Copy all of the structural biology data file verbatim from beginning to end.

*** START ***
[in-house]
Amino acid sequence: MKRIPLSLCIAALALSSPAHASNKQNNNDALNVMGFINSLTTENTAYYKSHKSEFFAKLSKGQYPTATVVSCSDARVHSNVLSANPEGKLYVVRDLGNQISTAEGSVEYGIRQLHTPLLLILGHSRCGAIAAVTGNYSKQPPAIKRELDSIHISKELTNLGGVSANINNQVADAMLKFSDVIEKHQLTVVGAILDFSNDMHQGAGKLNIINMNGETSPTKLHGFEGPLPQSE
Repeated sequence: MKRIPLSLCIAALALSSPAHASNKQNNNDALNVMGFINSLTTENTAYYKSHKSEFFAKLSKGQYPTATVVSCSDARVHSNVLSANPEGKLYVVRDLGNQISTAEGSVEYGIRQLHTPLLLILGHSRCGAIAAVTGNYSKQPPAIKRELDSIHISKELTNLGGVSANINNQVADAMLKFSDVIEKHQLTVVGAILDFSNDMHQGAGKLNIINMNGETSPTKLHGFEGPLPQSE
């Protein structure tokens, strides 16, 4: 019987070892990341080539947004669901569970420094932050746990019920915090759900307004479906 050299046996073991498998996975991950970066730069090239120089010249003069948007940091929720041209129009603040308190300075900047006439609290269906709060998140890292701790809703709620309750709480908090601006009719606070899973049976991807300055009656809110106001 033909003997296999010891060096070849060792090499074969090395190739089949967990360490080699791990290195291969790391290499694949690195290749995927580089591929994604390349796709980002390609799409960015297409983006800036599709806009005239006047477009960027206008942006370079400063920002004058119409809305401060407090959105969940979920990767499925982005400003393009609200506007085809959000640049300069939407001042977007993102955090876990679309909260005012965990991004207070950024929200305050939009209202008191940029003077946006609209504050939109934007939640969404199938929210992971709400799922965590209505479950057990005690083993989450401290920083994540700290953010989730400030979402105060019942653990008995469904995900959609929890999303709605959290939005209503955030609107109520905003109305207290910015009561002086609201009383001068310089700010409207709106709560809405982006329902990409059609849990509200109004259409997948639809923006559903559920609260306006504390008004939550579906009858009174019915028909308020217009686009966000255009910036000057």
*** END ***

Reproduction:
[in-house]
Amino acid sequence: MKRIPLSLCIAALALSSPAHASNKQNNNDALNVMGFINSLTTENTAYYKSHKSEFFAKLSKGQYPTATVVSCSDARVHSNVLSANPEGKLYVVRDLGNQISTAEGSVEYGIRQLHTPLLLILGHSRCGAIAAVTGNYSKQPPAIKRELDSIHISKELTNLGGVSANINNQVADAMLKFSDVIEKHQLTVVGAILDFSNDMHQGAGKLNIINMNGETSPTKLHGFEGPLPQSE
Repeated sequence: MKRIPLSLCIAALALSSPAHASNKQNNNDALNVMGFINSLTTENTAYYKSHKSEFFAKLSKGQYPTATVVSCSDARVHSNVLSANPEGKLYVVRDLGNQISTAEGSVEYGIRQLHTPLLLILGHSRCGAIAAVTGNYSKQPPAIKRELDSIHISKELTNLGGVSANINNQVADAMLKFSDVIEKHQLTVVGAILDFSNDMHQGAGKLNIINMNGETSPTKLHGFEGPLPQSE
């Protein structure tokens, strides 16, 4: 019987070892990341080539947004669901569970420094932050746990019920915090759900307004479906 050299046996073991498998996975991950970066730069090239120089010249003069948007940091929720041209129009603040308190300075900047006439609290269906709060998140890292701790809703709620309750709480908090601006009719606070899973049976991807300055009656809110106001 033909003997296999010891060096070849060792090499074969090395190739089949967990360490080699791990290195291969790391290499694949690195290749995927580089591929994604390349796709980002390609799409960015297409983006800036599709806009005239006047477009960027206008942006370079400063920002004058119409809305401060407090959105969940979920990767499925982005400003393009609200506007085809959000640049300069939407001042977007993102955090876990679309909260005012965990991004207070950024929200305050939009209202008191940029003077946006609209504050939109934007939640969404199938929210992971709400799922965590209505479950057990005690083993989450401290920083994540700290953010989730400030979402105060019942653990008995469904995900959609929890999303709605959290939005209503955030609107109520905003109305207290910015009561002086609201009383001068310089700010409207709106709560809405982006329902990409059609849990509200109004259409997948639809923006559903559920609260306006504390008004939550579906009858009174019915028909308020217009686009966000255009910036000057």